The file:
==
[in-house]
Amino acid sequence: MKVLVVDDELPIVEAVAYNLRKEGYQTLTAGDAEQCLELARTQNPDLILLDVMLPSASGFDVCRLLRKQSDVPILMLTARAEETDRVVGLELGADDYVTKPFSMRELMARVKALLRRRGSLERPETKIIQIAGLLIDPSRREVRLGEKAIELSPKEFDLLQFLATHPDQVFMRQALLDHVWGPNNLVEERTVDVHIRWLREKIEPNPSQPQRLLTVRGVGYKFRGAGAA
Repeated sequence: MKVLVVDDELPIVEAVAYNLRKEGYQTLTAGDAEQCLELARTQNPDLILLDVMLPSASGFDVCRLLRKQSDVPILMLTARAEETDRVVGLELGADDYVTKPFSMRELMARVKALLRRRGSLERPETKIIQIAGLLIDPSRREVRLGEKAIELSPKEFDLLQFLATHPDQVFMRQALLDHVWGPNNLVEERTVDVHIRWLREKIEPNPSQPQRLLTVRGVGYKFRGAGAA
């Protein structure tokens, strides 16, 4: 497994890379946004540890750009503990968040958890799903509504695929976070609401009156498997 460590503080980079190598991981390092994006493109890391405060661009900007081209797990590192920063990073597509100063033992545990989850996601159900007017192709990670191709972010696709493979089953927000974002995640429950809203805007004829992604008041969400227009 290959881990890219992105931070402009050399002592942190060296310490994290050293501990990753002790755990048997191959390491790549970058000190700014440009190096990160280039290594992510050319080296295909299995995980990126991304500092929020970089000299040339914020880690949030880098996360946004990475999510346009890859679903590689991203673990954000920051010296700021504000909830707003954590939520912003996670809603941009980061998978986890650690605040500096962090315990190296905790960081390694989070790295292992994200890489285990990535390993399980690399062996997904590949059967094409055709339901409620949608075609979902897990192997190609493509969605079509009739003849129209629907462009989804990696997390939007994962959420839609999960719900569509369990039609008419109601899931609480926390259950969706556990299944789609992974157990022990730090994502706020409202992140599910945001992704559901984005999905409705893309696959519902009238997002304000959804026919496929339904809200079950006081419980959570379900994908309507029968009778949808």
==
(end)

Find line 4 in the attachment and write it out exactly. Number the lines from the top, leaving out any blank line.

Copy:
């Protein structure tokens, strides 16, 4: 497994890379946004540890750009503990968040958890799903509504695929976070609401009156498997 460590503080980079190598991981390092994006493109890391405060661009900007081209797990590192920063990073597509100063033992545990989850996601159900007017192709990670191709972010696709493979089953927000974002995640429950809203805007004829992604008041969400227009 290959881990890219992105931070402009050399002592942190060296310490994290050293501990990753002790755990048997191959390491790549970058000190700014440009190096990160280039290594992510050319080296295909299995995980990126991304500092929020970089000299040339914020880690949030880098996360946004990475999510346009890859679903590689991203673990954000920051010296700021504000909830707003954590939520912003996670809603941009980061998978986890650690605040500096962090315990190296905790960081390694989070790295292992994200890489285990990535390993399980690399062996997904590949059967094409055709339901409620949608075609979902897990192997190609493509969605079509009739003849129209629907462009989804990696997390939007994962959420839609999960719900569509369990039609008419109601899931609480926390259950969706556990299944789609992974157990022990730090994502706020409202992140599910945001992704559901984005999905409705893309696959519902009238997002304000959804026919496929339904809200079950006081419980959570379900994908309507029968009778949808």